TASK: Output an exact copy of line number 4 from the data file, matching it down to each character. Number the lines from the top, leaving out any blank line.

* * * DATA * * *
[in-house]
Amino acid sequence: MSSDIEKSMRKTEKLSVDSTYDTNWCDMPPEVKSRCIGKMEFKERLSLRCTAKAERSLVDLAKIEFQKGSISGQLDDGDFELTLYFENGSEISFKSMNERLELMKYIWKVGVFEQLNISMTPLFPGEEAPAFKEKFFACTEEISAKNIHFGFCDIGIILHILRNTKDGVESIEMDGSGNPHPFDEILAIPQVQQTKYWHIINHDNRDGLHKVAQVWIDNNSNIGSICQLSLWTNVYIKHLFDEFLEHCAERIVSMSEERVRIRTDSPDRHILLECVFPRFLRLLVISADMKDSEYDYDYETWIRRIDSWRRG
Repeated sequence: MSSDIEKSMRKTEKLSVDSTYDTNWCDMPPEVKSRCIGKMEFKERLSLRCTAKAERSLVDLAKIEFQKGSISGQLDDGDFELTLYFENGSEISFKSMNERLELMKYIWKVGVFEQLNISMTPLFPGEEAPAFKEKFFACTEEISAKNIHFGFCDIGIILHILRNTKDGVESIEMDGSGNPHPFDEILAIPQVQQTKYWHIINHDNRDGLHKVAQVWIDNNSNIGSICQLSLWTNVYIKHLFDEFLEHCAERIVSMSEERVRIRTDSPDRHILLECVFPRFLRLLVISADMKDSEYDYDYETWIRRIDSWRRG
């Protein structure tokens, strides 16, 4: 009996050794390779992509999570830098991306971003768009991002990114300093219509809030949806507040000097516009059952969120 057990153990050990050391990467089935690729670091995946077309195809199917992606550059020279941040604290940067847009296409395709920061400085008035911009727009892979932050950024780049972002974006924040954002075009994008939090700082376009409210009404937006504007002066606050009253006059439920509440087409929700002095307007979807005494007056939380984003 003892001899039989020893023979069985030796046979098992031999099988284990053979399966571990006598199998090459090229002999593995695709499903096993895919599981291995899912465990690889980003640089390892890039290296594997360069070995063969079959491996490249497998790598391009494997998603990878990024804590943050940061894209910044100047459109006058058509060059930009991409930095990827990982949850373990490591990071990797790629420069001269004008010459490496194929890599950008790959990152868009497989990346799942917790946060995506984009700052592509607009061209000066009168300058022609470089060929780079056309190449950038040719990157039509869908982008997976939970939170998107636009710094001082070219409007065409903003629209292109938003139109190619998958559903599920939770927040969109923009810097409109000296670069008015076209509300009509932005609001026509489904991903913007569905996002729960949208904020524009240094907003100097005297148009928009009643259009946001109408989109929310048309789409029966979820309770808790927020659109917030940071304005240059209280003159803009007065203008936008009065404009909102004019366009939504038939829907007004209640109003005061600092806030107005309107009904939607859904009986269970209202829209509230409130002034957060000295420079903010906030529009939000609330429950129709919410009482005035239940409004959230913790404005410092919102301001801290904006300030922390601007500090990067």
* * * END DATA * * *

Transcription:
């Protein structure tokens, strides 16, 4: 009996050794390779992509999570830098991306971003768009991002990114300093219509809030949806507040000097516009059952969120 057990153990050990050391990467089935690729670091995946077309195809199917992606550059020279941040604290940067847009296409395709920061400085008035911009727009892979932050950024780049972002974006924040954002075009994008939090700082376009409210009404937006504007002066606050009253006059439920509440087409929700002095307007979807005494007056939380984003 003892001899039989020893023979069985030796046979098992031999099988284990053979399966571990006598199998090459090229002999593995695709499903096993895919599981291995899912465990690889980003640089390892890039290296594997360069070995063969079959491996490249497998790598391009494997998603990878990024804590943050940061894209910044100047459109006058058509060059930009991409930095990827990982949850373990490591990071990797790629420069001269004008010459490496194929890599950008790959990152868009497989990346799942917790946060995506984009700052592509607009061209000066009168300058022609470089060929780079056309190449950038040719990157039509869908982008997976939970939170998107636009710094001082070219409007065409903003629209292109938003139109190619998958559903599920939770927040969109923009810097409109000296670069008015076209509300009509932005609001026509489904991903913007569905996002729960949208904020524009240094907003100097005297148009928009009643259009946001109408989109929310048309789409029966979820309770808790927020659109917030940071304005240059209280003159803009007065203008936008009065404009909102004019366009939504038939829907007004209640109003005061600092806030107005309107009904939607859904009986269970209202829209509230409130002034957060000295420079903010906030529009939000609330429950129709919410009482005035239940409004959230913790404005410092919102301001801290904006300030922390601007500090990067």